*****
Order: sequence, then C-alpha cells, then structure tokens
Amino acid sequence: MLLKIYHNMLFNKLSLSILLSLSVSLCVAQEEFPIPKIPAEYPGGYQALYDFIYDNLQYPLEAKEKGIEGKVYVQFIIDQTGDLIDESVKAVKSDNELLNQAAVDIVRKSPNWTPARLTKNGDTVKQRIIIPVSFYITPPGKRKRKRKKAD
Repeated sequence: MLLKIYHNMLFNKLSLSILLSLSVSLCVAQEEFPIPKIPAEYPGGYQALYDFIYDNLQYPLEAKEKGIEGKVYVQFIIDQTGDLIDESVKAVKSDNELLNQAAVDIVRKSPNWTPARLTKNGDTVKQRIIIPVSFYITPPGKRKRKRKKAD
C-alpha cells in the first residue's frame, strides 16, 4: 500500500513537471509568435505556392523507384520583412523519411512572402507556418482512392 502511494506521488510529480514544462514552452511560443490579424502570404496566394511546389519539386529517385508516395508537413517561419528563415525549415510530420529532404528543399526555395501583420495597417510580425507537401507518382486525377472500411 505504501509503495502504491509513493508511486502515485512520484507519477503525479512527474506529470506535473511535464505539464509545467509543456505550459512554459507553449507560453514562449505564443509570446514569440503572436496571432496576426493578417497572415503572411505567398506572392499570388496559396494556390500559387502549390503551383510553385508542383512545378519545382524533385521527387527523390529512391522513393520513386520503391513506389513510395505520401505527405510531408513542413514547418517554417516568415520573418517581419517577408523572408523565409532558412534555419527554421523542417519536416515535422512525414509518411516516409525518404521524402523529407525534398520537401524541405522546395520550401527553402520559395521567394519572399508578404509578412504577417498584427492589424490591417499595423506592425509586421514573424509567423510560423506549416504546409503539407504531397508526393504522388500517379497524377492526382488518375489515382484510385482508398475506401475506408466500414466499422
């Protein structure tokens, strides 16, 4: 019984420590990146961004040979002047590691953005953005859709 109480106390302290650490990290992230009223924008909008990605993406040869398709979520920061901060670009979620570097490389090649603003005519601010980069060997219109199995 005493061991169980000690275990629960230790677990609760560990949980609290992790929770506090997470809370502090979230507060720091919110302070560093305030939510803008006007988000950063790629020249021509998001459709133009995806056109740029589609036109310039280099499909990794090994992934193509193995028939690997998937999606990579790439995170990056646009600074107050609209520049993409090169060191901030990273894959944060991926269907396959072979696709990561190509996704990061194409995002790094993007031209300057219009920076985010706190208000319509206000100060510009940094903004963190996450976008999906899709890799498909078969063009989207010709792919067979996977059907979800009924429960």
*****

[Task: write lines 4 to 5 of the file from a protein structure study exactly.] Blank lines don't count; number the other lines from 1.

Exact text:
C-alpha cells in the first residue's frame, strides 16, 4: 500500500513537471509568435505556392523507384520583412523519411512572402507556418482512392 502511494506521488510529480514544462514552452511560443490579424502570404496566394511546389519539386529517385508516395508537413517561419528563415525549415510530420529532404528543399526555395501583420495597417510580425507537401507518382486525377472500411 505504501509503495502504491509513493508511486502515485512520484507519477503525479512527474506529470506535473511535464505539464509545467509543456505550459512554459507553449507560453514562449505564443509570446514569440503572436496571432496576426493578417497572415503572411505567398506572392499570388496559396494556390500559387502549390503551383510553385508542383512545378519545382524533385521527387527523390529512391522513393520513386520503391513506389513510395505520401505527405510531408513542413514547418517554417516568415520573418517581419517577408523572408523565409532558412534555419527554421523542417519536416515535422512525414509518411516516409525518404521524402523529407525534398520537401524541405522546395520550401527553402520559395521567394519572399508578404509578412504577417498584427492589424490591417499595423506592425509586421514573424509567423510560423506549416504546409503539407504531397508526393504522388500517379497524377492526382488518375489515382484510385482508398475506401475506408466500414466499422
């Protein structure tokens, strides 16, 4: 019984420590990146961004040979002047590691953005953005859709 109480106390302290650490990290992230009223924008909008990605993406040869398709979520920061901060670009979620570097490389090649603003005519601010980069060997219109199995 005493061991169980000690275990629960230790677990609760560990949980609290992790929770506090997470809370502090979230507060720091919110302070560093305030939510803008006007988000950063790629020249021509998001459709133009995806056109740029589609036109310039280099499909990794090994992934193509193995028939690997998937999606990579790439995170990056646009600074107050609209520049993409090169060191901030990273894959944060991926269907396959072979696709990561190509996704990061194409995002790094993007031209300057219009920076985010706190208000319509206000100060510009940094903004963190996450976008999906899709890799498909078969063009989207010709792919067979996977059907979800009924429960």